During a spell of boredom I was scrolling over an old Ordnance Survey map of Dartmoor when I spotted an wooded oval feature which was labelled as ‘Camp (site of)‘. Today the landscape feature is labelled as a ‘Settlement‘ by the OS. This is situated in the enclosures of Archerton and although having visited the area on many occasions it was one that had never commanded any attention. I bet I am not the only person to have overlooked this innocuous round wood and not realised what lay beneath its leafy bowers.
So a bit more investigating was needed and a visit to the English Heritage Pastscape website turned up the following description of the camp: “An Enclosed Settlement of probable Prehistoric or Roman date consisting of an enclosure and hut platforms seen as rubble walls. Scheduled.” Well that was none to helpful especially as there is scant evidence of the Roman settlements anywhere near Dartmoor let alone on it. Perhaps some of the old Dartmoor topographical tomes would be a tad more informative?
In 1848 Samuel Rowe notes the following; “The remains of a singularly formed elliptical enclosure can be traced, with an entrance on the south-east, where the oval outline, instead of being continuous is bent into two circular sweeps, between which, apparently, was the original entrance to the enclosure. Within are vestiges of tracklines and the ruins of an aboriginal hut, where not only the formation but the remains of the walls are still to be seen. The planting of trees, the growth of vegetation, and the gradual accumulation of what in time makes soil, has obscured the main features of the enclosure.“, p.196.
The site was then visited in 1891 by one Arthur B. Prowse who remarked that since Rowe’s visit the; “remains have become more ruinous,”. He also observed two defined circular spaces which had a diameter of between fifty and twenty four yards. Prowse concluded that there was distinct evidence of nine hut circles within the area with a much larger one outside the enclosure. pp. 311 -312. There actually was a sketch plan of the enclosure included with Prowse’s paper for the TDA but unfortunately it is not available online.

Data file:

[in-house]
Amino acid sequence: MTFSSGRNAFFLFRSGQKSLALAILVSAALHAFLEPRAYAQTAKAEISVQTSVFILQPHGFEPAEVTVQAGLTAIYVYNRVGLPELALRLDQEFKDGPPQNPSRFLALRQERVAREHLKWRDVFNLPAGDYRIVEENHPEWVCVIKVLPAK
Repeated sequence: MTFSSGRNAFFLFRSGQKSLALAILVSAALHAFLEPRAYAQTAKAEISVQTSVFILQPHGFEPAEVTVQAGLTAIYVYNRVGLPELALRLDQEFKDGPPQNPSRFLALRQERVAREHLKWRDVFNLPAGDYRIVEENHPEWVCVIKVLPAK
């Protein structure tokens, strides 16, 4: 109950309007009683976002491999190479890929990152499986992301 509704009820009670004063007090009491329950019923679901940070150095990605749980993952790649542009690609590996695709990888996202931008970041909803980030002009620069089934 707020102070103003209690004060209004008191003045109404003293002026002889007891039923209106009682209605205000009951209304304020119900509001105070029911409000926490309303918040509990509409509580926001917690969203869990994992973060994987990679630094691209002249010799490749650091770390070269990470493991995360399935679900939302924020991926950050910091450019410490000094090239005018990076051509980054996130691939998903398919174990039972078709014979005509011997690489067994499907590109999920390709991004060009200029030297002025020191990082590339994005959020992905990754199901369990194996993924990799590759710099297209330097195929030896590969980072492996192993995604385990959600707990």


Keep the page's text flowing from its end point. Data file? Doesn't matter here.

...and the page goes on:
Around about the same time J. Ll. W. Page also inspected the settlement when he considered that the feature was in fact a pound into which; “the flocks and herds of the aborigines were driven at night to seek shelter from the prowling wolf.“, p. 168.
Turning to more modern writers, Hemery just casually refers to a “Round Wood,” and nothing more and surprisingly Butler makes no mention at all of the feature. In 1979 and 1990 English Heritage Field Investigators paid much more attention to the settlement. The biggest problem they found was that the beech trees had not only obscured the feature but caused a great deal of damage to the remains. This factor was compounded in 1990 when the infamous gales of that year blew many of them down. If that was not enough recent felling operations had caused further destruction. Another factor in the destruction was that much of the original building stone had been robbed sometime in the nineteenth century to build new enclosure walls. The settlement is in fact a scheduled monument (No. 1002636) for what good it has done. But who was initially responsible for planting the trees in the first place I have been unable to ascertain. However, Bellamy states that Archerton House was first built by one J. R. Bennett, p.13., and the trees were in-situ by 1848 when Samuel Rowe inspected the monument. So maybe the finger of the future destruction should be squarely pointed at Mr. Bennett?
Possibly a case of shutting the stable door after the horse had bolted the monument was placed on the ‘Scheduled Monument At Risk Register’ in 2015. Its entry clearly states that its condition is; “generally unsatisfactory with major localised problems.” The principle vulnerability being forestry and a trend of declining condition. I did enquire at the Dartmoor National Park Visitor’s Centre as to whether or not the authority had any plans for the monument and the information officer was unaware of any.
What the Field Investigators were able to establish was that despite none of Prowse’s suggested hut circles were clearly distinguishable some elements and positions could be identified. These came in the form of platforms and wall fragments. It was impossible to ascertain the original dimensions of the settlement wall but a low turf covered bank spread measured between four and eight metres. Inside the enclosure on the western side are platforms and pieces of platforms which were thought to be the locations of some of the nine huts suggested by Prowse, Pastscape Online Source – HERE.
I suppose it should be no revelation that such a monument should be located so, especially when the surrounding landscape is considered. A quick glimpse at the OS map reveals a whole host of Bronze Age features dotted around the area. It would have been as Prowse called it a veritable Dartmoor Metropolis. It is a great shame that the ‘Archerton Camp’ has been so badly mutilated by both man and the Dartmoor weather. So next time you are driving along the B3212 don’t worry about the ‘Hairy Hands‘ just cast your eyes over to the small round wood and think what once stood there.
Please note: Archerton Camp sits on private property and access is denied without the owners permission.
Bellamy, R. 1998. Postbridge – The Heart of the Moor. Tiverton: Halsgrove Publishing.
Page, J. Ll. W. 1895. An Exploration of Dartmoor and Its Antiquities. London: Seeley & Co.
Prowse, A. B. 1891. The Ancient Metropolis of Dartmoor. Transactions of the Devonshire Association. Vol. XXII.
Rowe, S. 1985. A Perambulation of Dartmoor. Exeter: Devon Books.